Emerging “extreme heat belt” will impact over 107 million Americans by 2053

Source(s)
First Street Foundation
An extreme heat warning sign warns tourists in Death Valley, California
Koen Van Doorselaer/Shutterstock

Brooklyn (NY) – First Street Foundation today released their peer-reviewed extreme heat model along with the implications highlighted in The 6th National Risk Assessment: Hazardous Heat. The report identifies the impact of increasing temperatures at a property level, and how the frequency, duration, and intensity of extremely hot days will change over the next 30 years from a changing climate. The Foundation’s analysis combines high-resolution measurements of land surface temperatures, canopy cover, impervious surfaces, land cover, and proximity to water to calculate the current heat exposure, and then adjusts for future forecasted emissions scenarios. This allows for the determination of the number of days any property would be expected to experience dangerous levels of heat.

The model highlights the local impacts of climate change by identifying the seven hottest days expected for any property this year, and using that metric to calculate how many of those days would be experienced in 30 years. The most severe shift in local temperatures is found in Miami-Dade County where the 7 hottest days, currently at 103°F, will increase to 34 days at that same temperature by 2053. Across the country, on average, the local hottest 7 days are expected to become the hottest 18 days by 2053.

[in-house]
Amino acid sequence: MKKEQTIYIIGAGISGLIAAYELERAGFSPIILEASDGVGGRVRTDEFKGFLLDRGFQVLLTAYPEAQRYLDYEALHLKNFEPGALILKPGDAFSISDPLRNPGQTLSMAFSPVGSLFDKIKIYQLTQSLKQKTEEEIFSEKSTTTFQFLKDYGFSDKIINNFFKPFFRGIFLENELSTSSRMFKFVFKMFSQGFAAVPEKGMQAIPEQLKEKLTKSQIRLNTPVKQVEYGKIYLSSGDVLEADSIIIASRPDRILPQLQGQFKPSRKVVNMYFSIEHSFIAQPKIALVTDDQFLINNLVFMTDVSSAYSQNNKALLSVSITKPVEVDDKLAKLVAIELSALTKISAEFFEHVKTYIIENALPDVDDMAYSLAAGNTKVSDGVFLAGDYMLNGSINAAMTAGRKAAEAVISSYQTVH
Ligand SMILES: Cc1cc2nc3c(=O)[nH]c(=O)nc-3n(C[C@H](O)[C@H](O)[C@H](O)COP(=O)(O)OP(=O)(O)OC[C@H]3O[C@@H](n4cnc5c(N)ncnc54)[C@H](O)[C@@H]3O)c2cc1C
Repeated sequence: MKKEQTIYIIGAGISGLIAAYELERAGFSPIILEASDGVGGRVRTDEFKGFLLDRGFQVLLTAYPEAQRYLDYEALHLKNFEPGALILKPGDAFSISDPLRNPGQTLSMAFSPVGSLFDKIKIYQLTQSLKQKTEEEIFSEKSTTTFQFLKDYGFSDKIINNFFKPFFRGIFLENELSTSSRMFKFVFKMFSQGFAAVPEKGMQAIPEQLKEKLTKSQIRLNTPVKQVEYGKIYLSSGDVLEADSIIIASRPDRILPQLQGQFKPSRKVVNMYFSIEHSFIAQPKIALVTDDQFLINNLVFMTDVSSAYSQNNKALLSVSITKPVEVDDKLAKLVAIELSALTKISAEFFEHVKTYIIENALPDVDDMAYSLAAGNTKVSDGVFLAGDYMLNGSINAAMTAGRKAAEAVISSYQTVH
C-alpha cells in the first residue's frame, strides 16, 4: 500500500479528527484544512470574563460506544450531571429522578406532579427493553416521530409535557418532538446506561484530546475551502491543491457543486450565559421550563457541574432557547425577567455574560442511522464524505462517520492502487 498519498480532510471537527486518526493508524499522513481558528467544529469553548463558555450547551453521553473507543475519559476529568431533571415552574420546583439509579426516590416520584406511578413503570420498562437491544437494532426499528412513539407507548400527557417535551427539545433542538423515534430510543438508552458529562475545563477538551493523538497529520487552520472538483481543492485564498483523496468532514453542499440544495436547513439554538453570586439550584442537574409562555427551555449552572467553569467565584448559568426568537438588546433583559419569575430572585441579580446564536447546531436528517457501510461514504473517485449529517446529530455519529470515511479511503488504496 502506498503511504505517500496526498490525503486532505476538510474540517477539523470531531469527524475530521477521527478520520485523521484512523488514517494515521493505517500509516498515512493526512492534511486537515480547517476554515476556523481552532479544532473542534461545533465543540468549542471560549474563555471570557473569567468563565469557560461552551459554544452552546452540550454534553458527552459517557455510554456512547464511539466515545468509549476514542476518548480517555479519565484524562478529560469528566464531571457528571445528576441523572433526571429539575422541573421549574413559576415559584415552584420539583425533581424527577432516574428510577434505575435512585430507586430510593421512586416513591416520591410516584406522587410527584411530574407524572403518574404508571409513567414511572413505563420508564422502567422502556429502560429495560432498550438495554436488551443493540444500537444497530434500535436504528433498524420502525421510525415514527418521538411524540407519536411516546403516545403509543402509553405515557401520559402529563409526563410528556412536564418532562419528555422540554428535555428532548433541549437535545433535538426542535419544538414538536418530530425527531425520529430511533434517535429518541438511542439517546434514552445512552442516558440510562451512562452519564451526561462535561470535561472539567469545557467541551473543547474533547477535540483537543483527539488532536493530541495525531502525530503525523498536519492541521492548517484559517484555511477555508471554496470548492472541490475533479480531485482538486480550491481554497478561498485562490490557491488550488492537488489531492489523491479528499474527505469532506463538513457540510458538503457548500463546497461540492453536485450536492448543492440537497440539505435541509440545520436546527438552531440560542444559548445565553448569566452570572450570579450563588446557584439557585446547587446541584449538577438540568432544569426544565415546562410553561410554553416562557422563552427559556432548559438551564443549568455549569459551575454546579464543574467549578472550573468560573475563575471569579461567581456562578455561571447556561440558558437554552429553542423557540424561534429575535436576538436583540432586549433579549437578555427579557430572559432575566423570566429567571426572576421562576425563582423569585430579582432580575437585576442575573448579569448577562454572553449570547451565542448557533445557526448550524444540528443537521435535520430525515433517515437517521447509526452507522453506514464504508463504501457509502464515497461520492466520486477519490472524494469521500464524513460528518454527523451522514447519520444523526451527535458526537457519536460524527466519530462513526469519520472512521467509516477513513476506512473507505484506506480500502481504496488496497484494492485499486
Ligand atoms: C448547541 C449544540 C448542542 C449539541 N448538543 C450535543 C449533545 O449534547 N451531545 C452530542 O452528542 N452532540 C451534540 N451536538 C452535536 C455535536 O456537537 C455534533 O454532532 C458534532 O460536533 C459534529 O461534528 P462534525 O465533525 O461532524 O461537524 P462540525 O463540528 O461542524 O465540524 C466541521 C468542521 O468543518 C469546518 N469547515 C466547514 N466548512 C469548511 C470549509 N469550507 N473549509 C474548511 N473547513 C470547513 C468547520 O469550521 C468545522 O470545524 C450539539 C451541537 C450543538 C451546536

In the case of extreme heat, the model finds 50 counties, home to 8.1 million residents, that are expected to experience temperatures above 125°F in 2023, the highest level of the National Weather Services’ heat index. By 2053, 1,023 counties are expected to exceed this temperature, an area that is home to 107.6 million Americans and covers a quarter of the US land area. This emerging area, concentrated in a geographic region the Foundation calls the “Extreme Heat Belt,” stretches from the Northern Texas and Louisiana borders to Illinois, Indiana, and even into Wisconsin.

“Increasing temperatures are broadly discussed as averages, but the focus should be on the extension of the extreme tail events expected in a given year,” said Matthew Eby, founder and CEO of First Street Foundation. “We need to be prepared for the inevitable, that a quarter of the country will soon fall inside the Extreme Heat Belt with temperatures exceeding 125°F and the results will be dire.”

The peer-reviewed First Street Foundation Extreme Heat Model will now be incorporated with Risk Factor for every property in the contiguous United States. Visitors to Risk Factor will find their Heat Factor alongside their Flood Factor and Fire Factor and can learn the specific risks to their property, today and up to 30 years into the future.

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